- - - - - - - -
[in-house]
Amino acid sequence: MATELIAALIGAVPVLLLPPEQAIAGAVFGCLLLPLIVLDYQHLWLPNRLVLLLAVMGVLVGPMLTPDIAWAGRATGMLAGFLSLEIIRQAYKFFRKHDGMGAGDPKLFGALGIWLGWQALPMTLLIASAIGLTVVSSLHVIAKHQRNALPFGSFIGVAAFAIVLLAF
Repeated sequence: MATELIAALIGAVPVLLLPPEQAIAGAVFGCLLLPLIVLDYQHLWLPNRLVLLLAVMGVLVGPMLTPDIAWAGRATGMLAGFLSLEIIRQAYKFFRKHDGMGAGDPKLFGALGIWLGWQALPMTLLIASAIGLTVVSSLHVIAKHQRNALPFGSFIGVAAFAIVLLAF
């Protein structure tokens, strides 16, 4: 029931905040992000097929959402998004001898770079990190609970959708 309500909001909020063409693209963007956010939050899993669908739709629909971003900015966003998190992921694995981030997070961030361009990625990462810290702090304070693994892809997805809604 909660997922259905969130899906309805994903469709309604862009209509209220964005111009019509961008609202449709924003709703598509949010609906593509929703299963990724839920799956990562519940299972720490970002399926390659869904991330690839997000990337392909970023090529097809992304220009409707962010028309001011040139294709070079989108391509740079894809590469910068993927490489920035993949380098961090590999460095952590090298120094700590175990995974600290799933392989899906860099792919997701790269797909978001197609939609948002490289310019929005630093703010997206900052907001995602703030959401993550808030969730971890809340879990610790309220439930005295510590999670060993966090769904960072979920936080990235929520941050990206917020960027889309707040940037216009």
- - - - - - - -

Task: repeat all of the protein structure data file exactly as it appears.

[in-house]
Amino acid sequence: MATELIAALIGAVPVLLLPPEQAIAGAVFGCLLLPLIVLDYQHLWLPNRLVLLLAVMGVLVGPMLTPDIAWAGRATGMLAGFLSLEIIRQAYKFFRKHDGMGAGDPKLFGALGIWLGWQALPMTLLIASAIGLTVVSSLHVIAKHQRNALPFGSFIGVAAFAIVLLAF
Repeated sequence: MATELIAALIGAVPVLLLPPEQAIAGAVFGCLLLPLIVLDYQHLWLPNRLVLLLAVMGVLVGPMLTPDIAWAGRATGMLAGFLSLEIIRQAYKFFRKHDGMGAGDPKLFGALGIWLGWQALPMTLLIASAIGLTVVSSLHVIAKHQRNALPFGSFIGVAAFAIVLLAF
């Protein structure tokens, strides 16, 4: 029931905040992000097929959402998004001898770079990190609970959708 309500909001909020063409693209963007956010939050899993669908739709629909971003900015966003998190992921694995981030997070961030361009990625990462810290702090304070693994892809997805809604 909660997922259905969130899906309805994903469709309604862009209509209220964005111009019509961008609202449709924003709703598509949010609906593509929703299963990724839920799956990562519940299972720490970002399926390659869904991330690839997000990337392909970023090529097809992304220009409707962010028309001011040139294709070079989108391509740079894809590469910068993927490489920035993949380098961090590999460095952590090298120094700590175990995974600290799933392989899906860099792919997701790269797909978001197609939609948002490289310019929005630093703010997206900052907001995602703030959401993550808030969730971890809340879990610790309220439930005295510590999670060993966090769904960072979920936080990235929520941050990206917020960027889309707040940037216009």